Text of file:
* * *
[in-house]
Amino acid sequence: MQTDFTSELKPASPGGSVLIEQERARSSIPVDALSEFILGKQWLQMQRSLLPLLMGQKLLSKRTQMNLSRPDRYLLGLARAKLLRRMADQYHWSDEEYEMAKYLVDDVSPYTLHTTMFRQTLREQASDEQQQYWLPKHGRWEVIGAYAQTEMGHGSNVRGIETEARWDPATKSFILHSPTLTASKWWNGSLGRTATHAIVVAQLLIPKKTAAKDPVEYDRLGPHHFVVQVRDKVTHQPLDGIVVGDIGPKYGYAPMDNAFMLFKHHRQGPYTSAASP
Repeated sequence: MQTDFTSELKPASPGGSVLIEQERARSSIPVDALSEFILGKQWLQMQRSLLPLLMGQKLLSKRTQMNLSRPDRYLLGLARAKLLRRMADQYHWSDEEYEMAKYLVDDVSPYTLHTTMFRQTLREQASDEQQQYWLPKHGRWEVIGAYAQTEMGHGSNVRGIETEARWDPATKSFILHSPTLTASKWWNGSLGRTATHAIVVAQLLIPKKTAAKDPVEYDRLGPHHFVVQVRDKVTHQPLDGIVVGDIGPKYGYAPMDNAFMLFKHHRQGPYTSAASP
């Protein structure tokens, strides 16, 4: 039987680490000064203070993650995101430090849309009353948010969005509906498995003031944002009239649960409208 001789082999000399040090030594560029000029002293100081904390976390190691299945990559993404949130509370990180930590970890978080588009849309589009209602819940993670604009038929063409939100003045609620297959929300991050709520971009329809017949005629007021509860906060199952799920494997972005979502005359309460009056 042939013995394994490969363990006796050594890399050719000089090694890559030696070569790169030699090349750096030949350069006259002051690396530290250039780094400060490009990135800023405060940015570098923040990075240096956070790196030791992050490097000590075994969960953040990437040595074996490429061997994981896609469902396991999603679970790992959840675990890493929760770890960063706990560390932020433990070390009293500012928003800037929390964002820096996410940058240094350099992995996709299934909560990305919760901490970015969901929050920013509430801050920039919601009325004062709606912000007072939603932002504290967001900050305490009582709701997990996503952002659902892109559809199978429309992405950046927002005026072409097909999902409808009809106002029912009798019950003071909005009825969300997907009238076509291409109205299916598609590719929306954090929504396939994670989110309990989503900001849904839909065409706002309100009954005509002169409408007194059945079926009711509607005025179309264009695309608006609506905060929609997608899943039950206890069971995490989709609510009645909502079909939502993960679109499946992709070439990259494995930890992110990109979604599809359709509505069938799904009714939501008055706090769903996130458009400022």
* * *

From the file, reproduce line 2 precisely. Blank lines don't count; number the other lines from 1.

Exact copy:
Amino acid sequence: MQTDFTSELKPASPGGSVLIEQERARSSIPVDALSEFILGKQWLQMQRSLLPLLMGQKLLSKRTQMNLSRPDRYLLGLARAKLLRRMADQYHWSDEEYEMAKYLVDDVSPYTLHTTMFRQTLREQASDEQQQYWLPKHGRWEVIGAYAQTEMGHGSNVRGIETEARWDPATKSFILHSPTLTASKWWNGSLGRTATHAIVVAQLLIPKKTAAKDPVEYDRLGPHHFVVQVRDKVTHQPLDGIVVGDIGPKYGYAPMDNAFMLFKHHRQGPYTSAASP